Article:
King Kullen’s planned closure is a major loss for Glen Cove
The closure of King Kullen, one of two major supermarkets in Glen Cove, has residents and local leaders concerned.
The grocery store, at 77 Forest Ave., which has been a fixture in the community for over two decades, will close for good on July 28. Neither King Kullen corporate nor Norman Bobrow & Co., the property landlord, would comment on why the store’s lease would not be extended. Those set on continuing to shop at a King Kullen will have to travel roughly nine miles, to Manhasset.
No information was available as to who will lease the storefront once the grocery store closes, leaving community members to speculate on whether another grocery store will open there to serve over 50,000 residents of Glen Cove and surrounding areas.
King Kullen’s impact on the city isn’t limited to its convenient location and selection of goods. It has also fostered a sense of community.
“I think the reason why I like King Kullen is that it’s smaller and friendlier, and you’re in and out quicker,” Michele Maziejka, of Glen Cove, said. “They’re just so friendly.”
Maziejka, a mother of six, finds herself shopping at King Kullen daily. The store has a history with her family: Two of her children found their first jobs there as teenagers. Her son worked in the deli, and her daughter was a cashier. She credits their experiences at the store for teaching them necessary life skills in a safe and community-based environment.
“They gave them the opportunity to work as young teenagers,” she said. “The feeling of a hometown store going away is sad.”
Amid high gas prices and inflation, those who hoped to supplement their incomes with a second job at King Kullen will have one fewer option to choose from.
“I still have the application sitting at my house,” said John Angeli, of Locust Valley. “I was looking at it yesterday, going, ‘I guess this isn’t happening.’” Glen Cove King Kullen, and recently considered applying to the Long Island based chain. Citing concerns over parking at other local stores, Angeli said, “I’m going to come here as much as I can because this place is going to be a memory and it’s not sitting well with me.”
Assemblyman Charles Lavine, of Glen Cove, and state Sen. Anna Kaplan, who represents parts of Franklin Square where another King Kullen is closing on July 14, wrote a joint letter to Norman Bobrow & Co. They cited their concerns that the grocery store’s closure would limit options for local residents to purchase their groceries.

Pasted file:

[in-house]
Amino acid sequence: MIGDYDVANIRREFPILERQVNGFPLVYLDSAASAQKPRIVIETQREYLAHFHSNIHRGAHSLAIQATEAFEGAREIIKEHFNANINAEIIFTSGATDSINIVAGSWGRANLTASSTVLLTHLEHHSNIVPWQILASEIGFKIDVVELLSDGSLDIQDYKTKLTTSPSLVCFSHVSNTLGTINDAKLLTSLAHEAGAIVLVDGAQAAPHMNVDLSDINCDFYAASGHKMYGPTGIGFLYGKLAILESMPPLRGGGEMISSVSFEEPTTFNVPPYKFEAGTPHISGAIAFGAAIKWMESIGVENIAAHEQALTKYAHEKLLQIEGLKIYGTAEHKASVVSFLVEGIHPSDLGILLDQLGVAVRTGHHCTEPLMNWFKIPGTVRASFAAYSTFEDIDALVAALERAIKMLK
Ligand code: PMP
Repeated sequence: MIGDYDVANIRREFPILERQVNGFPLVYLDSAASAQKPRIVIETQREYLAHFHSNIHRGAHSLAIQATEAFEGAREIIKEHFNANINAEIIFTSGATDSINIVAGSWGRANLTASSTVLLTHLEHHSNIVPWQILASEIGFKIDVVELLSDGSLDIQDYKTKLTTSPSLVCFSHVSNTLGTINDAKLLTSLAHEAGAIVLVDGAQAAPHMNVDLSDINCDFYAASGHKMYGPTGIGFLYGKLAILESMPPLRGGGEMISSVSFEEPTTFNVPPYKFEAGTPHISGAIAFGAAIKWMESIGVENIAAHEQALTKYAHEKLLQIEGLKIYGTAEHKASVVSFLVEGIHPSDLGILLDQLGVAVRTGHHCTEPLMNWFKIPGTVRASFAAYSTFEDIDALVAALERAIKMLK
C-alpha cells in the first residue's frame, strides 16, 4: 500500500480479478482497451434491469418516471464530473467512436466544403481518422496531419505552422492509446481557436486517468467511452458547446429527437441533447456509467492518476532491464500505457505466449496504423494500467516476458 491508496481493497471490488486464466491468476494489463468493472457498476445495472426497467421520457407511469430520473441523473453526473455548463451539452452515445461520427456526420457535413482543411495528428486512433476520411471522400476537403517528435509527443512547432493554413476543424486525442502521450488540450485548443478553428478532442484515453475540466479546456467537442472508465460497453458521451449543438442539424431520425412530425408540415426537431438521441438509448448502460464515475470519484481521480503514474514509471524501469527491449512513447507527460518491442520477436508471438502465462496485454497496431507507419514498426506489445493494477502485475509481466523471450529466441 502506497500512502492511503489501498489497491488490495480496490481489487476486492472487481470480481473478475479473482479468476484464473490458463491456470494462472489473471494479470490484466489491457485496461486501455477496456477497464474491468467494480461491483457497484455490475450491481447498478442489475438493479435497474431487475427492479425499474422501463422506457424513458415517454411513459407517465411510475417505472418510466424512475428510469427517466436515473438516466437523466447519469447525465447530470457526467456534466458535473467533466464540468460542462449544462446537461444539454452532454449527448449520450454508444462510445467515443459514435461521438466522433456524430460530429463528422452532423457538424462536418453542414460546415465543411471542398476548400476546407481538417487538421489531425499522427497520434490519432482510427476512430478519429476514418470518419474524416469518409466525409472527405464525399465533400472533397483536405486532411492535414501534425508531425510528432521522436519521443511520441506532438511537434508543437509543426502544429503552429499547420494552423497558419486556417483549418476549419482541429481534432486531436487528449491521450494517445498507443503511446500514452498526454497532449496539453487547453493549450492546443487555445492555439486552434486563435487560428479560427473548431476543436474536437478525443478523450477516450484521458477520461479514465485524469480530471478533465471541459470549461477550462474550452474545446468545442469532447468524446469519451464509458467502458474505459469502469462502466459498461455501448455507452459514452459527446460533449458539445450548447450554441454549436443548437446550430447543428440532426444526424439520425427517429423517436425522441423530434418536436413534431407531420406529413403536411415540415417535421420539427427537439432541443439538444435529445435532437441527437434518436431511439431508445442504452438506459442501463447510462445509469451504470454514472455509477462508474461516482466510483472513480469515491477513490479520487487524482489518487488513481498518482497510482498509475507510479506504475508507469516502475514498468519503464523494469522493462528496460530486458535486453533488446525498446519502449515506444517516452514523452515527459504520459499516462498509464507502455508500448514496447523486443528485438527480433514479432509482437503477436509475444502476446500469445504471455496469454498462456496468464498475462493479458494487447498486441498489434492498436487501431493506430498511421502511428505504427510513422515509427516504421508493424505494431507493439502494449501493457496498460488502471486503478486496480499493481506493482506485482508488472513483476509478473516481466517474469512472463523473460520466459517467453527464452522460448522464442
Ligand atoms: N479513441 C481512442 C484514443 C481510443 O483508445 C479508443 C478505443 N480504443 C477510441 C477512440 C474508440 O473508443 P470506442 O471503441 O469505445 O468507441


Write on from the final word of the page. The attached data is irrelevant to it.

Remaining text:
The June 21 letter stated in part: “We write to express the hope that you will rent this space to another supermarket. Otherwise, Glen Cove will be left with only one major supermarket. As a city, Glen Cove has an urban demographic presenting the need for meaningful choices of markets providing fresh quality food.”
They also wrote that Glen Cove is a growing community with the opening of several large residential developments in Village Square and Garvies Point, which would support the existence of a grocery store in the area.
Lavine said in an interview that there are small specialty markets in Locust Valley, Glen Cove and Glen Head, but he remains concerned about maintaining the needs of an increasing Glen Cove population.
“They’re good markets and they’re very helpful,” he said, “but for a population of over 50,000 to be served by only one major supermarket is insufficient.”
Lavine states that he has no doubt that when residents learn King Kullen has closed, they will be disappointed and will want another market to take its place.
“That’s what we were hoping to accomplish by talking to the landlord,” Lavine said. “We have the longstanding tradition of having two markets in this area, and King Kullen was a very pleasant place to shop. The employees were always very nice people who were largely from the community. It’s with a note of sadness that we see them come to the end of their tenure here in the community.”